California Governor Gavin Newsom proposed sending money back to taxpayers to offset high petrol prices but rejected calls to increase oil drilling, saying he wants to free the state “once and for all from the grasp of petro-dictators".
The average price for a gallon of gas in California is the nation's highest at $5.44, said the American Automobile Association — a number that is likely to increase after President Joe Biden banned Russian oil imports on Tuesday in response to the country's invasion of Ukraine.
Mr Newsom's proposal, announced during his annual State of the State address, would likely come in the form of a tax rebate. But the governor gave no specifics, saying he will work with legislative leaders "to put money back in the pockets of Californians to address rising gas prices".
Dee Dee Myers, Mr Newsom's senior adviser, told reporters the rebate would likely total in the billions of dollars and be limited to people who have a car. People who are living in the country illegally would also be eligible for the rebate, which could occur as soon as this spring.
In a wide-ranging address, Mr Newsom also said that authoritarianism is not only rising overseas, using his election-year speech to offer “a California Way” as the antidote to what he called the "agents of a national anger machine".
Mr Newsom, a Democrat who handily beat back a midterm recall campaign last year, also touted his administration’s progress on homelessness, the economy, education and climate change in a speech to assembled politicians in an auditorium near the state Capitol.
By contrast, last year’s speech was delivered outdoors in an empty Dodger Stadium, which was being used as a mass-testing site for Covid-19.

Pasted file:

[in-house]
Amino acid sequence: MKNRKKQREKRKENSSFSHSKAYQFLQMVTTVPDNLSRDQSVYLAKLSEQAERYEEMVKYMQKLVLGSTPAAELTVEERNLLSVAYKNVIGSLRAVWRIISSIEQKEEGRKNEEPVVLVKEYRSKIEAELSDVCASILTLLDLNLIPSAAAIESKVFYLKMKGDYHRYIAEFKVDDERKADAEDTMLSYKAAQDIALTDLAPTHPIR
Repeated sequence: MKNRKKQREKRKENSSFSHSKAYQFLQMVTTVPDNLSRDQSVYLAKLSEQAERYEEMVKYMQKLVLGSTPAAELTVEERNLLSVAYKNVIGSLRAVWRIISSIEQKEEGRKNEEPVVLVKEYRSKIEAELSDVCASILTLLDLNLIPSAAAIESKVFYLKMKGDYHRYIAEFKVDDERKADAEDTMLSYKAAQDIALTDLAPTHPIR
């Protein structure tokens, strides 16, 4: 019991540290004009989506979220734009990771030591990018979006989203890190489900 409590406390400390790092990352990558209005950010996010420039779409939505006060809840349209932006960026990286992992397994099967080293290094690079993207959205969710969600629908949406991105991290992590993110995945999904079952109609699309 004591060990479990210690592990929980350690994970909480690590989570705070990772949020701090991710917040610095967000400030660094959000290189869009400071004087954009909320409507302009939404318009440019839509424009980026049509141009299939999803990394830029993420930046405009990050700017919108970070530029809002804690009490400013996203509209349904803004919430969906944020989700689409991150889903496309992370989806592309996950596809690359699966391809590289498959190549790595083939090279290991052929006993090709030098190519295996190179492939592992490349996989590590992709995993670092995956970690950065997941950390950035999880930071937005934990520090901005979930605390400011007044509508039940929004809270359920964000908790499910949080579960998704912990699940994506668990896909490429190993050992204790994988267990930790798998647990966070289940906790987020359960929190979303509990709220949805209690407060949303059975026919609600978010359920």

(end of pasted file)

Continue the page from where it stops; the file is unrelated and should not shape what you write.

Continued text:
This year, coronavirus case numbers and hospital admissions are plummeting and the nation's attention is drawn to the Russian invasion of Ukraine and the accompanying spiralling petrol prices.
Republicans nationally and in California want to see the Biden administration increase drilling but Mr Newsom rejected that call.
“Drilling even more oil,” he said, “only leads to even more extreme weather, more extreme drought, more wildfire.”
As he did throughout the speech, Mr Newsom offered “California’s leadership” as the alternative, calling clean energy "this generation’s greatest economic opportunity".
California is one of the nation's most oil-rich states and Republicans, who are a small minority in the state legislature and hold no statewide offices, see high petrol prices as an election year issue they can exploit.
The state taxes petrol at 51.1 cents per gallon, second only to Pennsylvania, the Federation of Tax Administrators reported.
"Gas prices are out of control. Let's suspend the gas tax, stop using foreign oil and focus on energy independence policies that don't place new burdens on working families," assembly member Suzette Martinez Valladares said in the Republican "prebuttal" to Mr Newsom's speech.
Mr Newsom has also proposed pausing a slight increase in the state petrol tax scheduled to take effect this summer. But Democratic leaders in the legislature have balked at that proposal, arguing it would make it harder to maintain the state’s roads while only providing barely noticeable relief at the pump.
Assembly Republican Leader James Gallagher said his party, while critical of Mr Newsom in other areas, can work with him on the tax rebate.
“If we have nearly a $60 billion surplus in the state, it means that people are overtaxed and we should be giving the voters and citizens of this state back some of their money, especially in the trying times that we're in when the cost of living is through the roof,” Mr Gallagher said.
Mr Newsom has ordered the state to ban the sale of new petrol-powered cars by 2035 and halt all in-state oil drilling by 2045.
He also punched back at Republicans blaming Democratic policies for rising crime, saying California is funding increased crime-fighting efforts but will not “revert to heavy-handed policies that have marked the failures of the past".
Democracy is in danger, Mr Newsom said, speaking on a national scale.
“While we might not have strongmen literally waging war in our country, we are plagued by agents of a national anger machine, fuelling division, weaponising grievance,” he said. “Powerful forces and loud voices — stoking fear and seeking to divide us, weakening the institutions of our democracy.”
Polls routinely show homelessness as one of the most pressing issues for California voters. The state has the largest homeless population in the nation and Mr Newsom has budgeted a record $12bn for various programs and initiatives but encampments still proliferate.
In his speech, Mr Newsom touted his plan unveiled last week to create new Care Courts in each county that could force those with mental health issues off the street and into treatment.